# Controllability Matrix [Control Theory]

by yaang
Tags: control, controllability, matrix, theory
 P: 22 I looked at several books as well as internet sources, none of them explain how the controllability matrix is formed. Given the linear time invariant system x'(t)=Ax(t)+Bu(t) A is an nxn matrix, B is an nx1 matrix, (assuming single input) Then controllability matrix R is given by: R= [B AB A^2B A^3B .....A^(n-1)B] System is controllable if Det(R)=/=0 or rank(R)=n Can someone explain me the logic behind how this matrix was formed ?
 P: 175 I would begin by taking a very simple system and trying to see how the C Matrix guarantees that the closed loop poles will be in the Left Half Plane. An interesting question is whether the Matrix can insure not only Global Stability, but also Relative Stability ..... the poles will be near the Real Axis for a stable, non oscillatory, transient response.
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P: 341

## Controllability Matrix [Control Theory]

A slightly clearer but somewhat less rigorous connection (only C'bility $\Longrightarrow$ rank condition!) can be made as follows: We can solve the diff. eq. system that you have provided and obtain
$$x(t) = \int_0^{\infty}e^{A(t-\tau)}Bu(\tau)d\tau + e^{At}x(0)$$

Let's assume zero initial conditions for simplicity. Now, since the controllability means that I can reach any x(t), the integral converges to x(t) with some u(t). Let's use the Taylor series of exponential

$$x(t) = \int_0^{\infty}\left(I+A(t-\tau) + \frac{A^2}{2!}(t-\tau)^2+\cdots \right)Bu(\tau)d\tau$$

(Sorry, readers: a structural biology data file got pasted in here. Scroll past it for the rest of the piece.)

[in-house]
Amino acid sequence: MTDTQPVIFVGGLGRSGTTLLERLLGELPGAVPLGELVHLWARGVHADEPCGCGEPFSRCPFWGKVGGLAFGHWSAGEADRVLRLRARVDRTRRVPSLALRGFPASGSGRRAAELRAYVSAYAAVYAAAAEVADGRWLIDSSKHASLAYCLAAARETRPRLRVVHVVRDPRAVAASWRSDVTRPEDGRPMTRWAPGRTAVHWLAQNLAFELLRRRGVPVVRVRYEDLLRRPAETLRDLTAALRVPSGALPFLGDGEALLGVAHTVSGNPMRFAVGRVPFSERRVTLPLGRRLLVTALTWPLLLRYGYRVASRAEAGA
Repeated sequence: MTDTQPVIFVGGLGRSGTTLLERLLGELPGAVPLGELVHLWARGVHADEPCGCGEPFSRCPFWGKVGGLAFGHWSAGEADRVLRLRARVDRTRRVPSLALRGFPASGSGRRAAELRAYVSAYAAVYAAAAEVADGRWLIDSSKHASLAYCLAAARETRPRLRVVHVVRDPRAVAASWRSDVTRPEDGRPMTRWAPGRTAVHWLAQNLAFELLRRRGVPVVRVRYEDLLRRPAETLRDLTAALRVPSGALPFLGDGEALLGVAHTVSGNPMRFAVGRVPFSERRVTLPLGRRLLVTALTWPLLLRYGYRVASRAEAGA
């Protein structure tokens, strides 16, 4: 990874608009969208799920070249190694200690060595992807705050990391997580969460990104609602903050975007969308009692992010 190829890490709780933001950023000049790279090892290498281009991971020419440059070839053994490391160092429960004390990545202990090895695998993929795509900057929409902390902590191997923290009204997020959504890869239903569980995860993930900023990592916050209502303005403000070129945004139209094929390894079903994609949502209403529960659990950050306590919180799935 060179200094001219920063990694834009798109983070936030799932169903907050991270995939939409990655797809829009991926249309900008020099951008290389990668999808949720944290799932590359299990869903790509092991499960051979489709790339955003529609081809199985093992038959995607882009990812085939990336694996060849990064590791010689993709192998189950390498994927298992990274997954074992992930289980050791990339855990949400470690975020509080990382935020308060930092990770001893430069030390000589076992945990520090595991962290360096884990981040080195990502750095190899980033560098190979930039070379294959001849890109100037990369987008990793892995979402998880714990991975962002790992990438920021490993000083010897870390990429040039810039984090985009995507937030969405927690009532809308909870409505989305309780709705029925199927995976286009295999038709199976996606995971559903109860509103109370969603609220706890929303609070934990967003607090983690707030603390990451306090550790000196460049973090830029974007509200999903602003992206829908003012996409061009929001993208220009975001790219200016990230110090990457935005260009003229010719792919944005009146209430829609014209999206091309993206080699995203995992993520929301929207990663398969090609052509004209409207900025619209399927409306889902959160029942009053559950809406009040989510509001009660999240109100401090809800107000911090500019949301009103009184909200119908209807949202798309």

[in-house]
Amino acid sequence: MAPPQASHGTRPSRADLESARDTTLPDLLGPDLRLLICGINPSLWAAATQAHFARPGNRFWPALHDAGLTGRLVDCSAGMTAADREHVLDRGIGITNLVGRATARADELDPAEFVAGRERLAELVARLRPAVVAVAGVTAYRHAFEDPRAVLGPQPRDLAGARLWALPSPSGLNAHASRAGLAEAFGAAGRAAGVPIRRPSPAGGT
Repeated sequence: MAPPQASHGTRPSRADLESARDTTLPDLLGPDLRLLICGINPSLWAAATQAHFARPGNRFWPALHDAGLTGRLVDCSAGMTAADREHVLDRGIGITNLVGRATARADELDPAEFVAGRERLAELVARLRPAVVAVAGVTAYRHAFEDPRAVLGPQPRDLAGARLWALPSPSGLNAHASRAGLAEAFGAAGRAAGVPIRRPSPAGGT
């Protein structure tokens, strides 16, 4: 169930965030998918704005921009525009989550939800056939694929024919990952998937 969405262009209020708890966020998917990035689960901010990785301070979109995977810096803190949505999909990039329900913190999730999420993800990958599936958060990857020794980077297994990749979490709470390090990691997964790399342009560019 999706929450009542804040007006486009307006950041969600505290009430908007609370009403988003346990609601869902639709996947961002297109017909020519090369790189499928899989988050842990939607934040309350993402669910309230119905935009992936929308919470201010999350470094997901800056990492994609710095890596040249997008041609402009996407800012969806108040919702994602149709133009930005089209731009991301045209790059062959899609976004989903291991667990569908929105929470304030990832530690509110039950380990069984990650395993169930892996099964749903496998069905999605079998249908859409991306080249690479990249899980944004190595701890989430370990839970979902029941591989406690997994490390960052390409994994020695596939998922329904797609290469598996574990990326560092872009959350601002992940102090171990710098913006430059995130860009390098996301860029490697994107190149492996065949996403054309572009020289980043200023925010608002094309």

You can take the constant terms out and obtain a matrix-vector multiplication (though infinite dimensional)

$$x(t) = \begin{bmatrix}B &AB &A^2B &\cdots\end{bmatrix}\begin{pmatrix}\int_0^{\infty}u(\tau)d\tau \\\int_0^{\infty}(t-\tau)u(\tau)d\tau \\ \int_0^{\infty}\frac{1}{2!}(t-\tau)^2u(\tau)d\tau\\ \vdots\end{pmatrix} = \mathcal{C}_\infty \mathcal{U}$$

I would denote the matrix part as $\mathcal{C}_\infty$ . Now, since we assume controllability, we should be able to obtain any x(t), hence $\mathcal{C}_\infty$ must be full row rank. But from Cayley-Hamilton theorem we know that the powers of A with degree higher then n-1, can be rewritten by the powers of A up to the degree n-1. (This is a bad sentence but looking it up is easy so I skip that part.) This means that no extra information about the rank of this matrix can be included after the $A^{n-1}B$ since the remaining terms are linear combinations of the first n terms. Thus,

$$rank(\mathcal{C}_\infty) = rank(\mathcal{C}) = rank(\begin{bmatrix}B &AB &A^2B &\cdots &A^{n-1}B\end{bmatrix}$$

In case of SISO systems, $\mathcal{C}$ happens to be square so the rank condition equals to the determinant being nonzero.
 P: 22 Thanks for the help everybody , after studying the example 1.2.1 @ http://teal.gmu.edu/ececourses/ece52...00000000000000 and trambolin's solution it's crystal clear now. (How can i add "Solved" to the thread title ?)

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